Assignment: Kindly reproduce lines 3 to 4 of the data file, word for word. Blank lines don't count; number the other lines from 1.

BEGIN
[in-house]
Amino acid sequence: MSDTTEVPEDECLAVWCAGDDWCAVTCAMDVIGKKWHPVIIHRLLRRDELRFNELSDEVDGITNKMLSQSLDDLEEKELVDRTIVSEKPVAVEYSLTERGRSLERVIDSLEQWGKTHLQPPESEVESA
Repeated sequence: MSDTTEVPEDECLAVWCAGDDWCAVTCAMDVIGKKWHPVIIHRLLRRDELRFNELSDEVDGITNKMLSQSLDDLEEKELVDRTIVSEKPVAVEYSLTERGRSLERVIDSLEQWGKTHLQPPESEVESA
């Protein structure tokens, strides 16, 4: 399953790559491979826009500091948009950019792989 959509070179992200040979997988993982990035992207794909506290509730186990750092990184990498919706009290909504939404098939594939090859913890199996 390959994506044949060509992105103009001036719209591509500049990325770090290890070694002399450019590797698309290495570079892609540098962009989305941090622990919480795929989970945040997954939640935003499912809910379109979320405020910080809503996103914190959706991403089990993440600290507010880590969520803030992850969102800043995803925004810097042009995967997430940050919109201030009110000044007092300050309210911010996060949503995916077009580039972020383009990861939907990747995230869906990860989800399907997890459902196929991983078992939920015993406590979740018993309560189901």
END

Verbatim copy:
Repeated sequence: MSDTTEVPEDECLAVWCAGDDWCAVTCAMDVIGKKWHPVIIHRLLRRDELRFNELSDEVDGITNKMLSQSLDDLEEKELVDRTIVSEKPVAVEYSLTERGRSLERVIDSLEQWGKTHLQPPESEVESA
């Protein structure tokens, strides 16, 4: 399953790559491979826009500091948009950019792989 959509070179992200040979997988993982990035992207794909506290509730186990750092990184990498919706009290909504939404098939594939090859913890199996 390959994506044949060509992105103009001036719209591509500049990325770090290890070694002399450019590797698309290495570079892609540098962009989305941090622990919480795929989970945040997954939640935003499912809910379109979320405020910080809503996103914190959706991403089990993440600290507010880590969520803030992850969102800043995803925004810097042009995967997430940050919109201030009110000044007092300050309210911010996060949503995916077009580039972020383009990861939907990747995230869906990860989800399907997890459902196929991983078992939920015993406590979740018993309560189901």